30 April 2020
Fruit fly is finding it harder to get a foothold in the Goulburn Murray Valley (GMV) thanks to moves to disrupt the pest’s habitat through the removal and eradication of unwanted fruiting trees and plants.
The GMV Fruit Fly Project’s free tree removal program has significantly reduced potential breeding habitat through the removal of nearly 80,000 unmanaged fruit trees and plants since June 2017. It is estimated that by the end of the financial year this number will have increased to approximately 90,000.
GMV Regional Fruit Fly Coordinator Ross Abberfield said originally the focus was on unmanaged residential and public trees and plants but has been expanded to include unmanaged orchards, which make up a large percentage of the removals to date.
“We have been able to reduce potential breeding habitat by working with property owners to remove unmanaged orchards that have been non-productive for two consecutive seasons or more. These orchards are inspected by Agriculture Victoria staff to verify they meet the strict conditions necessary to qualify for the removal program,” Mr Abberfield said.
The program allows for the removal of unwanted and unmanaged fruit trees in non-productive orchards to be professionally removed at no cost to the property owner. A similar program facilitates the removal and eradication of unmanaged fruit fly habitat from private residential properties and public lands.
“Every unmanaged fruit fly host tree and plant removed means a permanent reduction of suitable habitat for fruit fly to lay eggs and breed,” Mr Abberfield said.
It only takes one unmanaged fruit tree to provide a potential food source for new generations of fruit fly to flourish in.
“A single female fruit fly can lay up to 800 eggs that can reproduce another generation within 4-6 weeks, so it is very easy for large increases in fruit fly populations to occur very quickly,” Mr Abberfield said.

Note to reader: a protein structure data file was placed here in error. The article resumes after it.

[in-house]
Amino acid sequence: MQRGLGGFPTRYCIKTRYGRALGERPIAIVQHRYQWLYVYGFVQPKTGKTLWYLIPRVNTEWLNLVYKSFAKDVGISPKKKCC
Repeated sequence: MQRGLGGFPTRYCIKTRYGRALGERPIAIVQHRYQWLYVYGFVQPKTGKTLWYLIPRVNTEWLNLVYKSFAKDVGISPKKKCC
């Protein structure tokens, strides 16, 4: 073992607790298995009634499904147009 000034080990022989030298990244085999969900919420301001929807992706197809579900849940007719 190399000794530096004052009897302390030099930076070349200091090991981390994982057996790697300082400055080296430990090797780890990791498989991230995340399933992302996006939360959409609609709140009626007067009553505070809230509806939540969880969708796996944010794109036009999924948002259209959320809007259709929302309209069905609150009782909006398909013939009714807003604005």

Increasing fruit fly populations are known as a hotspot and are identified through multiple project trapping grids across the GMV region. Action to reduce these populations must be undertaken immediately to stop the spread of fruit fly to neighbouring properties.
“Field Officers are deployed to hotspots as they are identified to assist in combating the spread through increased awareness, education and support, such as our tree removal programs, amongst growers, community and government agencies,” Mr Abberfield said.
Evidence gained from the numerous trapping grids installed throughout the GMV indicate that the project has achieved a 60 per cent reduction in fruit fly numbers across the region and a 73 per cent reduction in QFF numbers in Cobram, where over two million sterile male QFF are dispersed by aircraft each week as part of a trial pilot program.
“The tree removal program is provided free of charge to landholders and has seen the removal of unmanaged fruit trees and plants from orchards, private residences and public areas such as nature strips, roadsides, channel banks and reserves,” Mr Abberfield said.
All tree removal works undertaken as part of the program are carried out by fully insured professional contractors, in consultation with the landholder or responsible authority.
The tree removal program is voluntary and designed to assist private and public landholders who cannot manage their fruit trees effectively or growers who have non-productive orchards that they are unable to manage for various reasons.
The free tree removal program is available within Campaspe, Greater Shepparton, Moira and Strathbogie Shires. Anyone who has a fruit tree they no longer want or can no longer manage can contact their participating Council’s customer service center or visit www.gmv-qldfruitfly.com.au for more information about the application process.
Removal of unmanaged fruit fly habitat is only one aspect of the project’s QFF Area Wide Management Action Plan. The GMV Regional Fruit Fly Project aim’s is to create fruit fly awareness, education and engagement in the community, industry and government across a broad region and encourage landholders to accept responsibility for managing their fruit trees and vegetables effectively.
Acknowledgement: This media release was distributed by the Goulburn Murray Valley Regional Fruit Fly Project